Monday, May 28, 2012

Portraits From Memory, "Chapter" Twenty-Two

“The Cult of ‘Common Usage,’” pages 166-172

“The most influential school of philosophy in Britain at the present day maintains a certain linguistic doctrine to which I am unable to subscribe [p. 166].” That doctrine is that no special terminology is requisite for philosophical argumentation. Russell objects to the cult of common usage on numerous grounds, including that it inculcates self-righteousness in those who preach it.

Russell concocts a little story in which working class Brits employ words like “mental” and “chronic,” to indicate that philosophers do indeed attach different meanings to these terms: the attachment to common usage is only an attachment to just the right amount of pretentiousness, not too little or too much. Further, the attachment offers philosophers an excuse, though an untenable one, for failing to understand mathematics and science.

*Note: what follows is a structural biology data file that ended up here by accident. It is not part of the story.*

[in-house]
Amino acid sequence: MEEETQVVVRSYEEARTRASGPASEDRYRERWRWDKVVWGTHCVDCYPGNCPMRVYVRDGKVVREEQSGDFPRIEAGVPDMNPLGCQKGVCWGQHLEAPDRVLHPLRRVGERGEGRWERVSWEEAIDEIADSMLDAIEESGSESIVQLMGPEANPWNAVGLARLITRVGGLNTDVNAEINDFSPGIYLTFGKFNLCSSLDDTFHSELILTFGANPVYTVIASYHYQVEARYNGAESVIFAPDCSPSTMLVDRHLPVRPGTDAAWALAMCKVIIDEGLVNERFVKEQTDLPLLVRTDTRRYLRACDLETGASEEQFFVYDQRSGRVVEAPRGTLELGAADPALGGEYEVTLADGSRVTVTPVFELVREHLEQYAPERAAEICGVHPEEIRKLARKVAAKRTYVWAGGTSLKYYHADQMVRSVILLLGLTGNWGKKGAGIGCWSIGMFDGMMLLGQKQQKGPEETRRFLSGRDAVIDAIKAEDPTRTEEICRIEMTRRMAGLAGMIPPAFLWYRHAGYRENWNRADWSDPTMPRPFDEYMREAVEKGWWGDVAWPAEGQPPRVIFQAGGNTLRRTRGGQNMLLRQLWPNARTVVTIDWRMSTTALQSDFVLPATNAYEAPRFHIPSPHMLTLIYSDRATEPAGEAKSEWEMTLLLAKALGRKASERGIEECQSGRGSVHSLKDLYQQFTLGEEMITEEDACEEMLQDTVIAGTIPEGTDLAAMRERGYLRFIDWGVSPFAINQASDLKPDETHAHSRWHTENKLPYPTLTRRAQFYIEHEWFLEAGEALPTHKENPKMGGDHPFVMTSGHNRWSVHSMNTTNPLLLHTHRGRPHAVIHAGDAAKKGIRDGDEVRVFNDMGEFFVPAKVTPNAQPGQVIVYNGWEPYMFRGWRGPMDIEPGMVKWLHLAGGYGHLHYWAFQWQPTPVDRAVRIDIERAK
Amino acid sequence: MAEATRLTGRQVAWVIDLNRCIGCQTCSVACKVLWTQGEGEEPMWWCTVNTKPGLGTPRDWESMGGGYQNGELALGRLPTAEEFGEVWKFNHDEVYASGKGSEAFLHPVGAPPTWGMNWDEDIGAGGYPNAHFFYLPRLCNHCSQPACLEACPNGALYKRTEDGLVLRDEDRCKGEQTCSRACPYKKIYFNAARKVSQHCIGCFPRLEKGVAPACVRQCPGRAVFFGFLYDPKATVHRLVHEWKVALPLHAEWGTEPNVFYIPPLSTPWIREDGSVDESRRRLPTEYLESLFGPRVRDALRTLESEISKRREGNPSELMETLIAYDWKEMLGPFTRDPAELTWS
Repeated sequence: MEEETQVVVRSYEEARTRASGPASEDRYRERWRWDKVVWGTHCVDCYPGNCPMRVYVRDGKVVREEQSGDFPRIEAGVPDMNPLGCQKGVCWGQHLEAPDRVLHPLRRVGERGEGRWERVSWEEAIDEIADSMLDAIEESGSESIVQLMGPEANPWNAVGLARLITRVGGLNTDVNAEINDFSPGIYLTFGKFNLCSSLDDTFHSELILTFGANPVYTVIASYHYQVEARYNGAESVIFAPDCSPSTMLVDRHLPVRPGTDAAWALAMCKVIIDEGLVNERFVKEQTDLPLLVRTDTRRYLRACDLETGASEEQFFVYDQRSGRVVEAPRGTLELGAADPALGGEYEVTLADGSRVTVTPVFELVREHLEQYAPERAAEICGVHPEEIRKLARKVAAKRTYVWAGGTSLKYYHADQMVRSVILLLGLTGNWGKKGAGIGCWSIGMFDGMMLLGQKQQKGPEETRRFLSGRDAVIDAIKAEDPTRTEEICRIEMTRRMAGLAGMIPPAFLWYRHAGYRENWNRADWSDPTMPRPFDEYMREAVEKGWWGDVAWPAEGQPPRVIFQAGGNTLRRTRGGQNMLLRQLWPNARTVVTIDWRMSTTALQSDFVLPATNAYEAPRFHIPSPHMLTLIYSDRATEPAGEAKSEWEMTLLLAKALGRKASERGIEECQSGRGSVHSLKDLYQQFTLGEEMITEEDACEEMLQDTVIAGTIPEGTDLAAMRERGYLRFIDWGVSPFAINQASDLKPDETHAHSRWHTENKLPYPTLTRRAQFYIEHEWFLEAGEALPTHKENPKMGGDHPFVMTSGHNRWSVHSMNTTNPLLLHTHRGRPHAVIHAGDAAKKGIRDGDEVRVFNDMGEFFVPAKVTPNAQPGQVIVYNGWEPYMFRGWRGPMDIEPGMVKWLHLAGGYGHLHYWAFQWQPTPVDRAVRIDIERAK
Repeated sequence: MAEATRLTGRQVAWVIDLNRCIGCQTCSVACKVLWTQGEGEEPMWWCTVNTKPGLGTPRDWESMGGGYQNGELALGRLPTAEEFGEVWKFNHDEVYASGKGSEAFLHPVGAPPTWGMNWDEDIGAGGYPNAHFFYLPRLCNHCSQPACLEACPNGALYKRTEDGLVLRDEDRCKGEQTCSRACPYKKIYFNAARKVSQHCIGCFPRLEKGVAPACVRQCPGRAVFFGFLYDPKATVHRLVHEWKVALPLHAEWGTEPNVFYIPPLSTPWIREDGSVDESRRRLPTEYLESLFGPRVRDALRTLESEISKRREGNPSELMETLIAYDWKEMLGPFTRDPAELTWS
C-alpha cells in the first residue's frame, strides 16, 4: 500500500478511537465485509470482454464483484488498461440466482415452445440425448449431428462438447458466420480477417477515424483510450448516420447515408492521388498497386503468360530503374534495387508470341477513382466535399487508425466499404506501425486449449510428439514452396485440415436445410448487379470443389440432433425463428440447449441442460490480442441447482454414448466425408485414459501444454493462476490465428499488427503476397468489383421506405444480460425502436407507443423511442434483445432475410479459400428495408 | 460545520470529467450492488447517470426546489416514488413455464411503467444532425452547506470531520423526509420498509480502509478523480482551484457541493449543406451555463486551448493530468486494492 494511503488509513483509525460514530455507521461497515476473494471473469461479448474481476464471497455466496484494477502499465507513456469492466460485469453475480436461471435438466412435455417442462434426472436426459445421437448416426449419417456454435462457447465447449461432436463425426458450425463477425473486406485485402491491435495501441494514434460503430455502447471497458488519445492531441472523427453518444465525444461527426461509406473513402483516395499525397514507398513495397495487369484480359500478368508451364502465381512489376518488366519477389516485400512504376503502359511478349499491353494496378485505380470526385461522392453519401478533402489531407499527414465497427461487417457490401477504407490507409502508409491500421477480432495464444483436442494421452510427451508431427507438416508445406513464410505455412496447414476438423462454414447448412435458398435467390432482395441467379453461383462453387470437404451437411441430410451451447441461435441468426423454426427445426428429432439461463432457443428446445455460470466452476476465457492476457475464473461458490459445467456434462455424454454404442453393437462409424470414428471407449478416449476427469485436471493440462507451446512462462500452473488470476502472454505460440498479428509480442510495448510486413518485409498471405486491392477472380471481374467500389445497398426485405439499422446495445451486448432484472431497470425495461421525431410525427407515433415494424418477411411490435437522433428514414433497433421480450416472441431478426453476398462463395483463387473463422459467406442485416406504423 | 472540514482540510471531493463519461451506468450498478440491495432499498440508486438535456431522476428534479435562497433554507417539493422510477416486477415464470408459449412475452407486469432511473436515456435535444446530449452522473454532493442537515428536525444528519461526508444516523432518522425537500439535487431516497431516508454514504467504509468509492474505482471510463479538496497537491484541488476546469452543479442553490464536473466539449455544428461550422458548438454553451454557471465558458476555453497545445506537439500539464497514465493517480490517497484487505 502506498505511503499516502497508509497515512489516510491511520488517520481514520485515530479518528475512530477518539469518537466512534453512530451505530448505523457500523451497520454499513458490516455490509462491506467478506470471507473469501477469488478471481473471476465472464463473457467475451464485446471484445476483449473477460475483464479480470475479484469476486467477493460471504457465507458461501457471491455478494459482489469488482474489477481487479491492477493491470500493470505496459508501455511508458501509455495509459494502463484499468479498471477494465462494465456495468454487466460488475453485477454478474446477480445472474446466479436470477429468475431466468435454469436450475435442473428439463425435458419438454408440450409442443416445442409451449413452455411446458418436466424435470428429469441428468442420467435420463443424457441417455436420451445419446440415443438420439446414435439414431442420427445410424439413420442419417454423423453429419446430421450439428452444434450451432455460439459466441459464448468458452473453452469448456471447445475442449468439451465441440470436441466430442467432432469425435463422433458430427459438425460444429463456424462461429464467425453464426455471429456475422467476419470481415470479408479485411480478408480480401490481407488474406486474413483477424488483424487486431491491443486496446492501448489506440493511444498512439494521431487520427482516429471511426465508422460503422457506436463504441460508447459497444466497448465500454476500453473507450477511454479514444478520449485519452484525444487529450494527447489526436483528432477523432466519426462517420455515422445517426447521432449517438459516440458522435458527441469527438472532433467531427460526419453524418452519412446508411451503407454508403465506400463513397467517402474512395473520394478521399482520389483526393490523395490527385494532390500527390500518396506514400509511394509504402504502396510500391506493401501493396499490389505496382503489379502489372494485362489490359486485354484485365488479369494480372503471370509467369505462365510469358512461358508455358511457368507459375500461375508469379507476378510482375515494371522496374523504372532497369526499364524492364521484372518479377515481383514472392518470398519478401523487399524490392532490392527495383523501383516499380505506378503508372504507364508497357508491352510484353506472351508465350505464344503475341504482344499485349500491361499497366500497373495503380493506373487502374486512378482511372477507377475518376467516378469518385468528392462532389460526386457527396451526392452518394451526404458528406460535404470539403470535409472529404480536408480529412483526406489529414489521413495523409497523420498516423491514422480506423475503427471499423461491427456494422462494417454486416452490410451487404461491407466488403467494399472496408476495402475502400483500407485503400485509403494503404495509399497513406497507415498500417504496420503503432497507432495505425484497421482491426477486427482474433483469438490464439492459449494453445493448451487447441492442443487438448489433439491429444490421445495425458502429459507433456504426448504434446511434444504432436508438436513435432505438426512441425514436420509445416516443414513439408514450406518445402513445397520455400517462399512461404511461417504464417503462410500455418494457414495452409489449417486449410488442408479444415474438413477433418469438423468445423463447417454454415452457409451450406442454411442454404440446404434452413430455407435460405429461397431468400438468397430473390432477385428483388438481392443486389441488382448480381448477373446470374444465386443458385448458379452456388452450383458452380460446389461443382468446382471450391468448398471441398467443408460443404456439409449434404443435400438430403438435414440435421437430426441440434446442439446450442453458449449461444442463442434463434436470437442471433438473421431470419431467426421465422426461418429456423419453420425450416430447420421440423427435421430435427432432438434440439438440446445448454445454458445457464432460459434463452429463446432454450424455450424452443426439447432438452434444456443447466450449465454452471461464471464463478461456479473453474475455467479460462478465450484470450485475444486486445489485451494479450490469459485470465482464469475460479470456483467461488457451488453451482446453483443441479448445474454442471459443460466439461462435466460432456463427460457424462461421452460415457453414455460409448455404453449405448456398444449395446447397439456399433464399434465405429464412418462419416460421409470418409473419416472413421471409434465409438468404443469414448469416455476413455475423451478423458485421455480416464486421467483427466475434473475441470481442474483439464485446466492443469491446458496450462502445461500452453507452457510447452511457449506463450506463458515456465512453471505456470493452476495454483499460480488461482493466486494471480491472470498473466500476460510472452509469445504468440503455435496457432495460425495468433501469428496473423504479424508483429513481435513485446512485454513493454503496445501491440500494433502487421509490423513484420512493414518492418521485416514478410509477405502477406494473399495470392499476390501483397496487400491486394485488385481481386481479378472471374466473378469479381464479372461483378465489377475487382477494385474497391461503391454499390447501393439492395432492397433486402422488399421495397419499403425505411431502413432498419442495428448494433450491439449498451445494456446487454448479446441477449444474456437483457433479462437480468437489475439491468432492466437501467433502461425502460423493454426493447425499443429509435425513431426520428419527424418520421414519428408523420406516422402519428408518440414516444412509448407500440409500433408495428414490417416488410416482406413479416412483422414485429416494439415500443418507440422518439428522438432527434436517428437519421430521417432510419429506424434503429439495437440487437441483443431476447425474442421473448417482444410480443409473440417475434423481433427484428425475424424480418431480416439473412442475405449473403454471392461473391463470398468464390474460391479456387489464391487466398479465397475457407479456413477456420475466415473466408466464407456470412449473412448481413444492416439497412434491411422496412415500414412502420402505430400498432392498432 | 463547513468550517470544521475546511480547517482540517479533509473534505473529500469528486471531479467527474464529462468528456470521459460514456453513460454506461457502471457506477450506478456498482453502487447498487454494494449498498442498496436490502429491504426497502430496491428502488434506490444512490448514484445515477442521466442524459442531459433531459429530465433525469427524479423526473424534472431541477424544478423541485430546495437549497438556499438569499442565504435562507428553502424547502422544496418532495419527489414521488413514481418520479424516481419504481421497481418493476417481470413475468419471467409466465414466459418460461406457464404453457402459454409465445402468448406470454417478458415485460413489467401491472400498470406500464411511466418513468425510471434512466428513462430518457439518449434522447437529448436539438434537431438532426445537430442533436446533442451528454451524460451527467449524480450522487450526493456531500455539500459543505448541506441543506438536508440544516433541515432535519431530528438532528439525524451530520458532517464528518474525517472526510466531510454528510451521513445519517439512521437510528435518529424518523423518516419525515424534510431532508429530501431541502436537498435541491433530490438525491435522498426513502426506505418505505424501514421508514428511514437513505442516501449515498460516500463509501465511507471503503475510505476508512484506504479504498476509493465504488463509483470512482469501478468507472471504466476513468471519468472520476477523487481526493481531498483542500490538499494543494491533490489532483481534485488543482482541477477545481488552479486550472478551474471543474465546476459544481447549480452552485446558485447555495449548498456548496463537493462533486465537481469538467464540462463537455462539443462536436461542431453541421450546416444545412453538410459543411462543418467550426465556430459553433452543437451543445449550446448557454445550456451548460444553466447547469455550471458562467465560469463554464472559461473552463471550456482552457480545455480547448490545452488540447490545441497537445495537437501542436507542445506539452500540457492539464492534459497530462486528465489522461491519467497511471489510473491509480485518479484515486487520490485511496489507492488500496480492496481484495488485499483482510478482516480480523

The superiority of common sense certainly has not been borne out by history – the once common disbelief in the rotation of the earth is one case in point. Did common sense cease being fallible at some point? Philosophers devote themselves to trivial issues when they worry about precisely what people mean when they utter silly phrases. We needn’t give up loose language for the purposes of everyday life, such as when we talk of the sun rising, but we shouldn’t expect scientists to indulge in the same liberality. Common sense cannot help us parse the legitimate and interesting question “What is meant by the word ‘word’ [p. 170]?” And the difficulties of what it means, precisely, when we see something – an issue explicated in the preceding chapter – indicates the need for philosophers to employ terms in a much more exacting style than common usage allows.

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